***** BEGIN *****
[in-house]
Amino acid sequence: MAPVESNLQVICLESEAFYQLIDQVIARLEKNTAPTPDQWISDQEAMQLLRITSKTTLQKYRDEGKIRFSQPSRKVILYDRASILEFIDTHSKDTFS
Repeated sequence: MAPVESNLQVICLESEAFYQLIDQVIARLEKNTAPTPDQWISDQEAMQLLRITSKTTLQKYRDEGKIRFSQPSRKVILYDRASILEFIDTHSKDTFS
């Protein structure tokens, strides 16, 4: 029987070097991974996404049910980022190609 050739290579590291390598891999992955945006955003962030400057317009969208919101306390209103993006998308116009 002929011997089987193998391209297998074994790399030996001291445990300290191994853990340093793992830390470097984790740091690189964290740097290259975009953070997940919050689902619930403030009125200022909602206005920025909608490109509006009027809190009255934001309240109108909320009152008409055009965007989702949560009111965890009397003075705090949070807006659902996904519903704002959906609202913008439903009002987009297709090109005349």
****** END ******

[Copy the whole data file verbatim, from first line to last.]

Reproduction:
[in-house]
Amino acid sequence: MAPVESNLQVICLESEAFYQLIDQVIARLEKNTAPTPDQWISDQEAMQLLRITSKTTLQKYRDEGKIRFSQPSRKVILYDRASILEFIDTHSKDTFS
Repeated sequence: MAPVESNLQVICLESEAFYQLIDQVIARLEKNTAPTPDQWISDQEAMQLLRITSKTTLQKYRDEGKIRFSQPSRKVILYDRASILEFIDTHSKDTFS
């Protein structure tokens, strides 16, 4: 029987070097991974996404049910980022190609 050739290579590291390598891999992955945006955003962030400057317009969208919101306390209103993006998308116009 002929011997089987193998391209297998074994790399030996001291445990300290191994853990340093793992830390470097984790740091690189964290740097290259975009953070997940919050689902619930403030009125200022909602206005920025909608490109509006009027809190009255934001309240109108909320009152008409055009965007989702949560009111965890009397003075705090949070807006659902996904519903704002959906609202913008439903009002987009297709090109005349």